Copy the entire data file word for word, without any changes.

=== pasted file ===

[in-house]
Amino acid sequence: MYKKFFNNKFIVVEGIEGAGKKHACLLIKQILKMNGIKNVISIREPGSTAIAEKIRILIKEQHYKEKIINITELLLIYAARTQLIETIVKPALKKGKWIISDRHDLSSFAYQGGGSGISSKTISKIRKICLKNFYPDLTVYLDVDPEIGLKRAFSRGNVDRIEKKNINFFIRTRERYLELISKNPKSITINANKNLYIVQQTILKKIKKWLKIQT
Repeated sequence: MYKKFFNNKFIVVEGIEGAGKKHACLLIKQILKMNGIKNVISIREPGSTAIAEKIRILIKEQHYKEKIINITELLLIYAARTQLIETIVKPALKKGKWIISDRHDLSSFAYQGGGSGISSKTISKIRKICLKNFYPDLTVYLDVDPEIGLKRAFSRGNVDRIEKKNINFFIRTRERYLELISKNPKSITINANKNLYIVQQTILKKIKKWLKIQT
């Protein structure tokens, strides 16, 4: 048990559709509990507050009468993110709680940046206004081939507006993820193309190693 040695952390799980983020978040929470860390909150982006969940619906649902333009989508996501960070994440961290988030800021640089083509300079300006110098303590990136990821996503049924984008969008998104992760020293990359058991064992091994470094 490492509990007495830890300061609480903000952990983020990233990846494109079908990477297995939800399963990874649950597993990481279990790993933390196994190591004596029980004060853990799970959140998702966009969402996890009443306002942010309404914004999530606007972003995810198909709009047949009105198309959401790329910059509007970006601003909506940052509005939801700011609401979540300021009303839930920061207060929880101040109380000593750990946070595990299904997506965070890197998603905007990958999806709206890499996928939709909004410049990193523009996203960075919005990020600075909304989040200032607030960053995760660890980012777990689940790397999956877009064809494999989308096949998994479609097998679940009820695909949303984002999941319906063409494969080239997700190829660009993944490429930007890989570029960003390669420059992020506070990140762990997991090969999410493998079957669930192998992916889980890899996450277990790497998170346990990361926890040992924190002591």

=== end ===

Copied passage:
[in-house]
Amino acid sequence: MYKKFFNNKFIVVEGIEGAGKKHACLLIKQILKMNGIKNVISIREPGSTAIAEKIRILIKEQHYKEKIINITELLLIYAARTQLIETIVKPALKKGKWIISDRHDLSSFAYQGGGSGISSKTISKIRKICLKNFYPDLTVYLDVDPEIGLKRAFSRGNVDRIEKKNINFFIRTRERYLELISKNPKSITINANKNLYIVQQTILKKIKKWLKIQT
Repeated sequence: MYKKFFNNKFIVVEGIEGAGKKHACLLIKQILKMNGIKNVISIREPGSTAIAEKIRILIKEQHYKEKIINITELLLIYAARTQLIETIVKPALKKGKWIISDRHDLSSFAYQGGGSGISSKTISKIRKICLKNFYPDLTVYLDVDPEIGLKRAFSRGNVDRIEKKNINFFIRTRERYLELISKNPKSITINANKNLYIVQQTILKKIKKWLKIQT
């Protein structure tokens, strides 16, 4: 048990559709509990507050009468993110709680940046206004081939507006993820193309190693 040695952390799980983020978040929470860390909150982006969940619906649902333009989508996501960070994440961290988030800021640089083509300079300006110098303590990136990821996503049924984008969008998104992760020293990359058991064992091994470094 490492509990007495830890300061609480903000952990983020990233990846494109079908990477297995939800399963990874649950597993990481279990790993933390196994190591004596029980004060853990799970959140998702966009969402996890009443306002942010309404914004999530606007972003995810198909709009047949009105198309959401790329910059509007970006601003909506940052509005939801700011609401979540300021009303839930920061207060929880101040109380000593750990946070595990299904997506965070890197998603905007990958999806709206890499996928939709909004410049990193523009996203960075919005990020600075909304989040200032607030960053995760660890980012777990689940790397999956877009064809494999989308096949998994479609097998679940009820695909949303984002999941319906063409494969080239997700190829660009993944490429930007890989570029960003390669420059992020506070990140762990997991090969999410493998079957669930192998992916889980890899996450277990790497998170346990990361926890040992924190002591």